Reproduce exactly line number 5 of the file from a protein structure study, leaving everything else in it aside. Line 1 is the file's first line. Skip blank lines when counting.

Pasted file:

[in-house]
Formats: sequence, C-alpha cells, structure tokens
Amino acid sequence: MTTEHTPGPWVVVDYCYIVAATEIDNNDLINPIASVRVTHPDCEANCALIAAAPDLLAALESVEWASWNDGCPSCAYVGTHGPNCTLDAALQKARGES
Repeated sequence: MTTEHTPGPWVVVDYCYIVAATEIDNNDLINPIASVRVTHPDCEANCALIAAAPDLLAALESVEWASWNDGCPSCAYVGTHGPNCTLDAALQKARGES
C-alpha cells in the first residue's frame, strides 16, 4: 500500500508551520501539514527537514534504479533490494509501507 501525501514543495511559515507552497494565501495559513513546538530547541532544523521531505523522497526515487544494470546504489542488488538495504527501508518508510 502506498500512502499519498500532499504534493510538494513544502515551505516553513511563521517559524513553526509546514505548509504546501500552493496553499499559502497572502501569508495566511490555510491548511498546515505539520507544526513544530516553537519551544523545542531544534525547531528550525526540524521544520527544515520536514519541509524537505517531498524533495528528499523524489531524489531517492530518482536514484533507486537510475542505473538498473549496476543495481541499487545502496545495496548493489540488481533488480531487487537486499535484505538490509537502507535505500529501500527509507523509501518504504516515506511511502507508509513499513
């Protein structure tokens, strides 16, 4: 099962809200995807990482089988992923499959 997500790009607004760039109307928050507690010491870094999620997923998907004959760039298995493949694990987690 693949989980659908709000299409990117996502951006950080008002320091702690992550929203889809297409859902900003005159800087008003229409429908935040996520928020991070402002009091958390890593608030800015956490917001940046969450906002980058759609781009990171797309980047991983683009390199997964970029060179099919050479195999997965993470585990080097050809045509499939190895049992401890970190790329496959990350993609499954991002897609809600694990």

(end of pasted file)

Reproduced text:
C-alpha cells in the first residue's frame, strides 16, 4: 500500500508551520501539514527537514534504479533490494509501507 501525501514543495511559515507552497494565501495559513513546538530547541532544523521531505523522497526515487544494470546504489542488488538495504527501508518508510 502506498500512502499519498500532499504534493510538494513544502515551505516553513511563521517559524513553526509546514505548509504546501500552493496553499499559502497572502501569508495566511490555510491548511498546515505539520507544526513544530516553537519551544523545542531544534525547531528550525526540524521544520527544515520536514519541509524537505517531498524533495528528499523524489531524489531517492530518482536514484533507486537510475542505473538498473549496476543495481541499487545502496545495496548493489540488481533488480531487487537486499535484505538490509537502507535505500529501500527509507523509501518504504516515506511511502507508509513499513